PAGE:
Trip Report: World Bank and Second Muse Domestic Violence Hackathon

by phobos | January 29, 2013

Over the weekend, I attended the Hacking against Domestic Violence event in Washington DC, sponsored by the World Bank and Second Muse. I was there to help define problem statements, think about security and privacy risks of the solutions, and to help judge the solutions crafted by the attendees. A total of 10 teams congealed over the weekend. Everyone had creative solutions to the problem statements. Generally the sheer quality of output and enthusiasm was the first thing I noticed about all of the teams and their apps. Everyone in DC focused on mobile phone compatibility, even if their solution worked on the general web itself. There are plenty of photos available from the 7 involved countries.
I ended up spending most of my time with the team working to develop protocols to protect survivors from surveillance. We called ourselves Team Fuerza. The full presentation is available. A volunteer recorded a video of the presentation as well. Related images and videos are uploaded to my Tor people site.
Because I was involved with a team, I volunteered to give up my voting rights on the judges panel to avoid any issues. I then ended up presenting for the team for the status update and final presentation.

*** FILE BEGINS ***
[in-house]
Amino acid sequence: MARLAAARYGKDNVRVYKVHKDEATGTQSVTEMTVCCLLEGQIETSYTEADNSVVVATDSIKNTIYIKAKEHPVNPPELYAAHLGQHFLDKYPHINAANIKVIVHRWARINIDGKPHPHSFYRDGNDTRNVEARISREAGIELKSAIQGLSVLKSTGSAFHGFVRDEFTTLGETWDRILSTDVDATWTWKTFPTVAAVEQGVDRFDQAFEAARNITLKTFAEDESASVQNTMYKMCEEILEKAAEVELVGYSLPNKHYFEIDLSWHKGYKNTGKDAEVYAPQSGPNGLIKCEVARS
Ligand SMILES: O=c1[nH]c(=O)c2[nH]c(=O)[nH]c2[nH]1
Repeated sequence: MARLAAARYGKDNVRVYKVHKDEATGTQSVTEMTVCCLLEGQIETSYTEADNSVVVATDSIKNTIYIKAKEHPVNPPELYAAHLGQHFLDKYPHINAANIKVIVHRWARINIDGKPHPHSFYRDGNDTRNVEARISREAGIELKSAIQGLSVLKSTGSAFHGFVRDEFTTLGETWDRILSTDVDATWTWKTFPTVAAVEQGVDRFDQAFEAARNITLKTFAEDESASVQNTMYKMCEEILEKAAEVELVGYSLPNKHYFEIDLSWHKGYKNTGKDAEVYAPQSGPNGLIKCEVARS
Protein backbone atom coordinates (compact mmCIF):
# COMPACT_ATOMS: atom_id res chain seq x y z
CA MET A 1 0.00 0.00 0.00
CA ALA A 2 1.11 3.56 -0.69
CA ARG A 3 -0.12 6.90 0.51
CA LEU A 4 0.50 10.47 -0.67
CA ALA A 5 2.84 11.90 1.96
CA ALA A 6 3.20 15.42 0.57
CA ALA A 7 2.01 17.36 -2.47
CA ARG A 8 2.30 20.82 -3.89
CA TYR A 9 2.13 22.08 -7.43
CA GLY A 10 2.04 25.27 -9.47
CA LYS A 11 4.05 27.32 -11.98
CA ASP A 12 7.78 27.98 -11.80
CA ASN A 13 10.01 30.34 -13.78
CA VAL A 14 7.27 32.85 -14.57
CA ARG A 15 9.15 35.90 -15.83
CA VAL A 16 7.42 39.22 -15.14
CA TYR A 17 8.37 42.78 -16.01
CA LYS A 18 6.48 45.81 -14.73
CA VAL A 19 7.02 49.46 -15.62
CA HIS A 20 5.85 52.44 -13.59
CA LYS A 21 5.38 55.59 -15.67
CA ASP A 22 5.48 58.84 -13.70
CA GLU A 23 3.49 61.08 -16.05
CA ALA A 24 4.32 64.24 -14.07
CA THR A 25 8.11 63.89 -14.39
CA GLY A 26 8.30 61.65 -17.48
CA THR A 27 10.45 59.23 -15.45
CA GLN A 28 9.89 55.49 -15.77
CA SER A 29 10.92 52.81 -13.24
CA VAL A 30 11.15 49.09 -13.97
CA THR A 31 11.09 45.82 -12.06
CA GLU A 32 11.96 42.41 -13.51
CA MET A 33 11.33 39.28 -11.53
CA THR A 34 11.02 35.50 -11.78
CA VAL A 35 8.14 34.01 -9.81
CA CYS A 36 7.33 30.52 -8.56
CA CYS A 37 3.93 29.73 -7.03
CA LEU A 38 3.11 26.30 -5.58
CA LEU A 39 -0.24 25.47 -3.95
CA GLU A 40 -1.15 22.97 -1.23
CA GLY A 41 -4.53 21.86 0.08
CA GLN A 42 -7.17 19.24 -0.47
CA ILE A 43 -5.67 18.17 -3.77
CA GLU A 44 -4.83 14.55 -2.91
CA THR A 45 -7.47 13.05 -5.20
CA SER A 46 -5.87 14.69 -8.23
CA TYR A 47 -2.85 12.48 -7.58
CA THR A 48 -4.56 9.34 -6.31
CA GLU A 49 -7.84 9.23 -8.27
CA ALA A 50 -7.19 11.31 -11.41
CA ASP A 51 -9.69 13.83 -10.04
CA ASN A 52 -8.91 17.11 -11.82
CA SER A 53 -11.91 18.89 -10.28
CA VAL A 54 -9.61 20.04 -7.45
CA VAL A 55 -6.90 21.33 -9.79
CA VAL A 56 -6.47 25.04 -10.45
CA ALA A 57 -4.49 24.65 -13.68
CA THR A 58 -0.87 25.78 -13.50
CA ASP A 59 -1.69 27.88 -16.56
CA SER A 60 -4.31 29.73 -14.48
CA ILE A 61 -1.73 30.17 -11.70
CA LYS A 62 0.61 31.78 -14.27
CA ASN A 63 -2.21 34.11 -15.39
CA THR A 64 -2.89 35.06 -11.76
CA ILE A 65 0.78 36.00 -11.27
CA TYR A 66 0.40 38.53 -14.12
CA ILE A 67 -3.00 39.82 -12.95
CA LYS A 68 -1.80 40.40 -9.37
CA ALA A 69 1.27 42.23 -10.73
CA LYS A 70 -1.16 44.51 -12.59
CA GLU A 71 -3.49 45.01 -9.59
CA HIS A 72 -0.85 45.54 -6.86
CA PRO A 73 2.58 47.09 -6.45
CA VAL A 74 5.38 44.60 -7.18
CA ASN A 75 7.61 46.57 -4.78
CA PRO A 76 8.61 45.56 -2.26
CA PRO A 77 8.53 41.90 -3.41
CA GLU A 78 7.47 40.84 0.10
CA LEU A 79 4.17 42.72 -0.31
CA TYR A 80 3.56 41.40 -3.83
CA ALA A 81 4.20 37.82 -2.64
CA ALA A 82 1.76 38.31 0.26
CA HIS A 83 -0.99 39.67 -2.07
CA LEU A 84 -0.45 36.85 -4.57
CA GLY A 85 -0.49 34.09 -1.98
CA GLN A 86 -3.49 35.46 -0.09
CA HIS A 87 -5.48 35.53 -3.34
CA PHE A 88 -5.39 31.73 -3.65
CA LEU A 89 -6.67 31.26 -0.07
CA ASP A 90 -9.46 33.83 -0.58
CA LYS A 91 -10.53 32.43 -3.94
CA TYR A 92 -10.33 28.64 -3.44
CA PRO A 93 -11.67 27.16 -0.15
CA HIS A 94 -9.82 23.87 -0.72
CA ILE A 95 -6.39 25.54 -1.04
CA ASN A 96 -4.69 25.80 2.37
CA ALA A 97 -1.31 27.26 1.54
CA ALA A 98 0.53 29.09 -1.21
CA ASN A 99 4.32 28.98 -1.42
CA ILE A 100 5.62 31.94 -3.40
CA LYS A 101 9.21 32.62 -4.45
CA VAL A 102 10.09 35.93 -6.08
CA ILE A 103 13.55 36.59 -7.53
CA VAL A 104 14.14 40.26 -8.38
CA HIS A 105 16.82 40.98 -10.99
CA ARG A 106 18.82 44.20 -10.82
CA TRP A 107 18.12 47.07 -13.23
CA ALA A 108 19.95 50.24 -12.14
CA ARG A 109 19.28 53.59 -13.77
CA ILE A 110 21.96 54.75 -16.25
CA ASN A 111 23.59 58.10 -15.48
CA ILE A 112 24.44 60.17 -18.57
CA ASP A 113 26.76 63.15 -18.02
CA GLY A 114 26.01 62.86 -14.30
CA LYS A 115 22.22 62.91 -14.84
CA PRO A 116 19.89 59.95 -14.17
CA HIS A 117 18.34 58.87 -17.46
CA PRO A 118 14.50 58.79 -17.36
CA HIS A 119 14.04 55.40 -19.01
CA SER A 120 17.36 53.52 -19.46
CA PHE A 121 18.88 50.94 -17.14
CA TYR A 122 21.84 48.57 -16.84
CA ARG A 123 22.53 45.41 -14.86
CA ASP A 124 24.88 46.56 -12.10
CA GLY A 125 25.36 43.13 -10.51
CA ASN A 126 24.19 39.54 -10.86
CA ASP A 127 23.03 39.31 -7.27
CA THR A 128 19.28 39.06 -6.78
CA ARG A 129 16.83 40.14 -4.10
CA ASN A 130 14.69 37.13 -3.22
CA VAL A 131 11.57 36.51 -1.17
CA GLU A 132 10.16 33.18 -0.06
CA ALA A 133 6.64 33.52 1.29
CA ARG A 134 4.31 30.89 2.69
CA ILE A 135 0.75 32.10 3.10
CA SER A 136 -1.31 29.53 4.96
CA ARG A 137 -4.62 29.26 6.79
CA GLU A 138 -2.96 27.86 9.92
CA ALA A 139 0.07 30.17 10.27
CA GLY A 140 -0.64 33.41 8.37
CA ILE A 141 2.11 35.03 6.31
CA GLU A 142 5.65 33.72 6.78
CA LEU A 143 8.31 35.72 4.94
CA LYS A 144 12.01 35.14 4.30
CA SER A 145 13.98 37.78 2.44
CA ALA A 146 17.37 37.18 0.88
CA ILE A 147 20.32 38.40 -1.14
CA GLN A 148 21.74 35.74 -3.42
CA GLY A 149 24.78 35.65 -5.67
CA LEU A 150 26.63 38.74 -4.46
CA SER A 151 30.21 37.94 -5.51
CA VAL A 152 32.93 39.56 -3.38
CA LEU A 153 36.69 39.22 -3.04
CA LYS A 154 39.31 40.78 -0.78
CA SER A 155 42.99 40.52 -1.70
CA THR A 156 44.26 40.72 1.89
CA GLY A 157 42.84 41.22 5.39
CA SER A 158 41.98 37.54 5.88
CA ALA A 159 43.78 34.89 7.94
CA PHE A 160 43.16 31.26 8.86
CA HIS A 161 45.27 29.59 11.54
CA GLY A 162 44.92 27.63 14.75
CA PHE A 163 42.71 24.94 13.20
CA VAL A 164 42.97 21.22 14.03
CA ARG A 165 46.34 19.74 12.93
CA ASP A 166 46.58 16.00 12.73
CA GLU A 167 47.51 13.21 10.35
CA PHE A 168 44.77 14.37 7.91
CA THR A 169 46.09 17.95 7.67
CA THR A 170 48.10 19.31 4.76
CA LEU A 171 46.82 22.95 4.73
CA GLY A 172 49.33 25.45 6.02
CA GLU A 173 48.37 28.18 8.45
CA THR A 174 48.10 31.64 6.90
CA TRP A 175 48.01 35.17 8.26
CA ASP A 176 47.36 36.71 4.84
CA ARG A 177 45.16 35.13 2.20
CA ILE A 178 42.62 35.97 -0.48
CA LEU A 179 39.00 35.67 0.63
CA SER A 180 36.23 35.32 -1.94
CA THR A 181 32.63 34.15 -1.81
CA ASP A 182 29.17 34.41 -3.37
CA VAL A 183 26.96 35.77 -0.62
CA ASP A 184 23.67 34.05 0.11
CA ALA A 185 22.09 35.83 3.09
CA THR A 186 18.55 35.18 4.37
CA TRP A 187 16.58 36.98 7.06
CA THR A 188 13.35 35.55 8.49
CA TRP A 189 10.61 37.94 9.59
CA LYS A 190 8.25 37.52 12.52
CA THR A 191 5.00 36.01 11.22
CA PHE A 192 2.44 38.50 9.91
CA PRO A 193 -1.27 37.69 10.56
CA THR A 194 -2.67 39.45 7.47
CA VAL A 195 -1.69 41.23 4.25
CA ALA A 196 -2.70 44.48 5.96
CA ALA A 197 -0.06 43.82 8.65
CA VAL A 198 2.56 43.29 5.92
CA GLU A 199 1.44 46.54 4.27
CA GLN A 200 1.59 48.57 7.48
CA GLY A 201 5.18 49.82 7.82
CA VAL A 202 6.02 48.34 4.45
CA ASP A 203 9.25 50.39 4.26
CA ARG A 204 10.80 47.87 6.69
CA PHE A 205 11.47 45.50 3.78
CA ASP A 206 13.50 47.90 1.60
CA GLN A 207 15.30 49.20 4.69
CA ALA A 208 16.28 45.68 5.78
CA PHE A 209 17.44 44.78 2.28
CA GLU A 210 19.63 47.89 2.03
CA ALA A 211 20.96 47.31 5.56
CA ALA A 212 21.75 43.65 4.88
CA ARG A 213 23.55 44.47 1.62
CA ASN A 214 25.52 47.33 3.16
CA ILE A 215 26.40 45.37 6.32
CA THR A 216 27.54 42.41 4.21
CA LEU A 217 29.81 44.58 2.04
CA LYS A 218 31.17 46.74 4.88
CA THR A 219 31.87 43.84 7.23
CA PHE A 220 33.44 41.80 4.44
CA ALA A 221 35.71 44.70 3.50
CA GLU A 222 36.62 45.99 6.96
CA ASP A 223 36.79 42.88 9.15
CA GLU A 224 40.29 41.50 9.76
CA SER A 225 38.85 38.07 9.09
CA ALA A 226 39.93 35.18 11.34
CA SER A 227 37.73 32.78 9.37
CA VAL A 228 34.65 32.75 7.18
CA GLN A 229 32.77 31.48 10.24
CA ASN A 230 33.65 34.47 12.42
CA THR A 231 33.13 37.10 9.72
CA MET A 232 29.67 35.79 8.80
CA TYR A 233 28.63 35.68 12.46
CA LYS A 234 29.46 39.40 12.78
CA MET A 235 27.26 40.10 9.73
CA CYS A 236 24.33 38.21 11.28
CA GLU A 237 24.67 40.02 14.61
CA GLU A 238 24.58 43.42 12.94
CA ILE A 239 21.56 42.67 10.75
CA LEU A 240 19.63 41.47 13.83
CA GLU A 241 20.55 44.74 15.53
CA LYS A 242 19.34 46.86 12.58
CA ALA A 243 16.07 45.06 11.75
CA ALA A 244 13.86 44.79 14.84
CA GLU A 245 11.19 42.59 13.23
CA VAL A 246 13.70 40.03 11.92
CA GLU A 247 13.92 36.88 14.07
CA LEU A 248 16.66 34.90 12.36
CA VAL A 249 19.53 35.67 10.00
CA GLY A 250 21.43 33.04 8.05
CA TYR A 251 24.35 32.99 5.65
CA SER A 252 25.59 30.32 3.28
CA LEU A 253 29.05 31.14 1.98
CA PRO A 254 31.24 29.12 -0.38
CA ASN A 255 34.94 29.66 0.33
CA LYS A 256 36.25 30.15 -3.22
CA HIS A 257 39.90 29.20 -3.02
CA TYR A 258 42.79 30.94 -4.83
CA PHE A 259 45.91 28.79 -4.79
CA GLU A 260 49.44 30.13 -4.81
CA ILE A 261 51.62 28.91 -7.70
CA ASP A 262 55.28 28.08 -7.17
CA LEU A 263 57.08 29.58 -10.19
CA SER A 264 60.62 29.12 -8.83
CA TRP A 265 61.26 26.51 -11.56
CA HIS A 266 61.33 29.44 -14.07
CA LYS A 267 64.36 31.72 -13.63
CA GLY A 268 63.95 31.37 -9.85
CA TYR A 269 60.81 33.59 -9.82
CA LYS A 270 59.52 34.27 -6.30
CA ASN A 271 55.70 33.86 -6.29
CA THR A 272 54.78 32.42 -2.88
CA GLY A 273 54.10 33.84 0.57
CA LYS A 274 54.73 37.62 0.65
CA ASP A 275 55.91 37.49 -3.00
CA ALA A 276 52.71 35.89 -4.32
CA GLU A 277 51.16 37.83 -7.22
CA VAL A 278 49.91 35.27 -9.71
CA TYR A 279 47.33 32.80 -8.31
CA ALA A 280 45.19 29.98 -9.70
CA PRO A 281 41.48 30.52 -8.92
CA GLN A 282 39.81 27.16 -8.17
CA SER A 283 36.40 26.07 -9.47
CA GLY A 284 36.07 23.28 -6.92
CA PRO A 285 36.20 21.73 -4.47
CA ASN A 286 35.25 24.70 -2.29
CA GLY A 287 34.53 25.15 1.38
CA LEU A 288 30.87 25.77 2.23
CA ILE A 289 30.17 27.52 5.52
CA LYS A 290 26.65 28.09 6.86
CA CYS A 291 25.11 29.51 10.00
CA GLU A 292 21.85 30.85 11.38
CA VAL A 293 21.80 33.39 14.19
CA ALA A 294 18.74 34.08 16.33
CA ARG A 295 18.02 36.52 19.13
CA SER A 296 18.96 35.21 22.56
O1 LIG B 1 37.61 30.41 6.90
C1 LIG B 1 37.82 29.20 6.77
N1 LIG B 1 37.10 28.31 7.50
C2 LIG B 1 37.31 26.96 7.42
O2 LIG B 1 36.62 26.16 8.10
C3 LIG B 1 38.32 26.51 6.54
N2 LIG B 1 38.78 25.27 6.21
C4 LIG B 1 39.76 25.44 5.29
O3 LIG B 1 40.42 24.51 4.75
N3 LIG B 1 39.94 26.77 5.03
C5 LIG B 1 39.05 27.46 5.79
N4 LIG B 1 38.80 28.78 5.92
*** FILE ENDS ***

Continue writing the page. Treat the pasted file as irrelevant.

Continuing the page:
Overall, it was a great two days and the team made a lot of progress in a short amount of time. A big thanks to the team (Sarah, Az, Cid, Adriana, Andrew, and Justin), SecondMuse, the World Bank, and all of the attendees for their efforts in holding a hackathon in 7 countries simultaneously.
The World Bank and Second Muse should have their final press release and announcement of the results soon.

UPDATE 2013-02-08: World Bank accounces their press release about the hackathon. Team Fuerza, won the USA hackathon!


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January 30, 2013


Unnamed in Russia appears to give out forged certificates.

February 02, 2013


Would like to see at TOR project include it all!
Just read about problems with uTorrent - that your applications actually unmask you within TOR simply beacuse your true IP is revealed inside the IP-packet.

That makes me wonder: What if the computer itself doesnt know about the true IP.
1) The computer could be virtuel with a born TOR-identity
2) TOR could make at project to develop the ironcurtain - a network driver with to faces - one to the true network - and a mask to the computer!

That should prevent bad design in torrent-apps to reveal anything but a masked identity, right?